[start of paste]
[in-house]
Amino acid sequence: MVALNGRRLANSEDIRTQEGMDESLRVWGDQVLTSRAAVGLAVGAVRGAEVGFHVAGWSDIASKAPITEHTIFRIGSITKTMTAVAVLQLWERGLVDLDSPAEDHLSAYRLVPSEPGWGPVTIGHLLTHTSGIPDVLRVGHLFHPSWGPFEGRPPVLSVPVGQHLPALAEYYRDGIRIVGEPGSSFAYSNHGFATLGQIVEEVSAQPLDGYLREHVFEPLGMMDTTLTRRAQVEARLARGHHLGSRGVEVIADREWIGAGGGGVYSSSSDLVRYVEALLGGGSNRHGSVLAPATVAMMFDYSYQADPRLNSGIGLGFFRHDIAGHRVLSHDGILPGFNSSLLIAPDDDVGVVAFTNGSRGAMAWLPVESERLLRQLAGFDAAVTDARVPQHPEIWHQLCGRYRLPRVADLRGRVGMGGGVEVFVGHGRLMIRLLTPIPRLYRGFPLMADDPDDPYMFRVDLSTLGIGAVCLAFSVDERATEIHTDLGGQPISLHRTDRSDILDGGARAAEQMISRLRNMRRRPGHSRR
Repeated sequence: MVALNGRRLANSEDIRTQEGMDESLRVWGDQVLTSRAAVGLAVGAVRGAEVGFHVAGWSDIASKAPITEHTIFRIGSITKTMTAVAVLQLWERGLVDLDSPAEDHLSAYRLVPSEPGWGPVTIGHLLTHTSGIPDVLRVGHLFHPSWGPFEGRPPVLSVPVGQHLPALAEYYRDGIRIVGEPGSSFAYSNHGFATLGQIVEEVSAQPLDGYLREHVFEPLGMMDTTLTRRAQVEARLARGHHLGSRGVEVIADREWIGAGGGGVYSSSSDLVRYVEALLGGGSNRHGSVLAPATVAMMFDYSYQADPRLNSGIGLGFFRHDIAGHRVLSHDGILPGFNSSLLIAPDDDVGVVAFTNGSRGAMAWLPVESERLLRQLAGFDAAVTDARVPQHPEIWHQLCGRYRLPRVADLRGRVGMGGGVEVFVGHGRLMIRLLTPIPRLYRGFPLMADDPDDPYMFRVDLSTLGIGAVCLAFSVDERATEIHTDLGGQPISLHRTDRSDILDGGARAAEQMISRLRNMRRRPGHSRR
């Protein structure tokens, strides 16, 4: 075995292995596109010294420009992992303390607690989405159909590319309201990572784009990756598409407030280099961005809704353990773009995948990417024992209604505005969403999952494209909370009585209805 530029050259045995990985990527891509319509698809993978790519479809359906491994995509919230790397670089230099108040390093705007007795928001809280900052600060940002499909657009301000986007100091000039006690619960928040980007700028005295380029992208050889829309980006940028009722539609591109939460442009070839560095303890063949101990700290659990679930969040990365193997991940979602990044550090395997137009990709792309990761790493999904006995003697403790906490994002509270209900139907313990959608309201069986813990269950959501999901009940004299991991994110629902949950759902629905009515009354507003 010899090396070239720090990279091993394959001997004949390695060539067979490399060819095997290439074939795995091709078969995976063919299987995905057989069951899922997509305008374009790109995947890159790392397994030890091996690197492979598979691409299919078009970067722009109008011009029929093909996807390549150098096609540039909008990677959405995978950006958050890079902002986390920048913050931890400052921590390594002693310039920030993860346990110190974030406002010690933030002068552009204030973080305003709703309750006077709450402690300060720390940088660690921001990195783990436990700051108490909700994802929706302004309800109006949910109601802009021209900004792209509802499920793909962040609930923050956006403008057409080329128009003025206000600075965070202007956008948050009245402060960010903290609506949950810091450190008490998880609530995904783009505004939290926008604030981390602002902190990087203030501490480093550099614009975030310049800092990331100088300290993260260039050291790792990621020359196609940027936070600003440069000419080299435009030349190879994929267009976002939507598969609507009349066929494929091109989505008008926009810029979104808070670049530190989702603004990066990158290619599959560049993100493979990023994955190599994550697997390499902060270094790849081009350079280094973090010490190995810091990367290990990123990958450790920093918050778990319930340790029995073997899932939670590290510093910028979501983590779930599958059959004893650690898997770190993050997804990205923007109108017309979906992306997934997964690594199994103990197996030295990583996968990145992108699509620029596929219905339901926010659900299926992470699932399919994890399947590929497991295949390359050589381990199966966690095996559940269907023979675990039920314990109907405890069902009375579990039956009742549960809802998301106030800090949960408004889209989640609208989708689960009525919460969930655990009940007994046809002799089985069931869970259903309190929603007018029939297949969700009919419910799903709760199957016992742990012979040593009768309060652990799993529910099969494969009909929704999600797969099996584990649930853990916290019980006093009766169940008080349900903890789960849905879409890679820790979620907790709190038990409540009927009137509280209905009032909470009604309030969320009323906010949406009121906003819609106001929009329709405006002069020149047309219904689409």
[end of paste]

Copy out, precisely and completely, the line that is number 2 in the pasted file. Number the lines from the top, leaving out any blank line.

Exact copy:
Amino acid sequence: MVALNGRRLANSEDIRTQEGMDESLRVWGDQVLTSRAAVGLAVGAVRGAEVGFHVAGWSDIASKAPITEHTIFRIGSITKTMTAVAVLQLWERGLVDLDSPAEDHLSAYRLVPSEPGWGPVTIGHLLTHTSGIPDVLRVGHLFHPSWGPFEGRPPVLSVPVGQHLPALAEYYRDGIRIVGEPGSSFAYSNHGFATLGQIVEEVSAQPLDGYLREHVFEPLGMMDTTLTRRAQVEARLARGHHLGSRGVEVIADREWIGAGGGGVYSSSSDLVRYVEALLGGGSNRHGSVLAPATVAMMFDYSYQADPRLNSGIGLGFFRHDIAGHRVLSHDGILPGFNSSLLIAPDDDVGVVAFTNGSRGAMAWLPVESERLLRQLAGFDAAVTDARVPQHPEIWHQLCGRYRLPRVADLRGRVGMGGGVEVFVGHGRLMIRLLTPIPRLYRGFPLMADDPDDPYMFRVDLSTLGIGAVCLAFSVDERATEIHTDLGGQPISLHRTDRSDILDGGARAAEQMISRLRNMRRRPGHSRR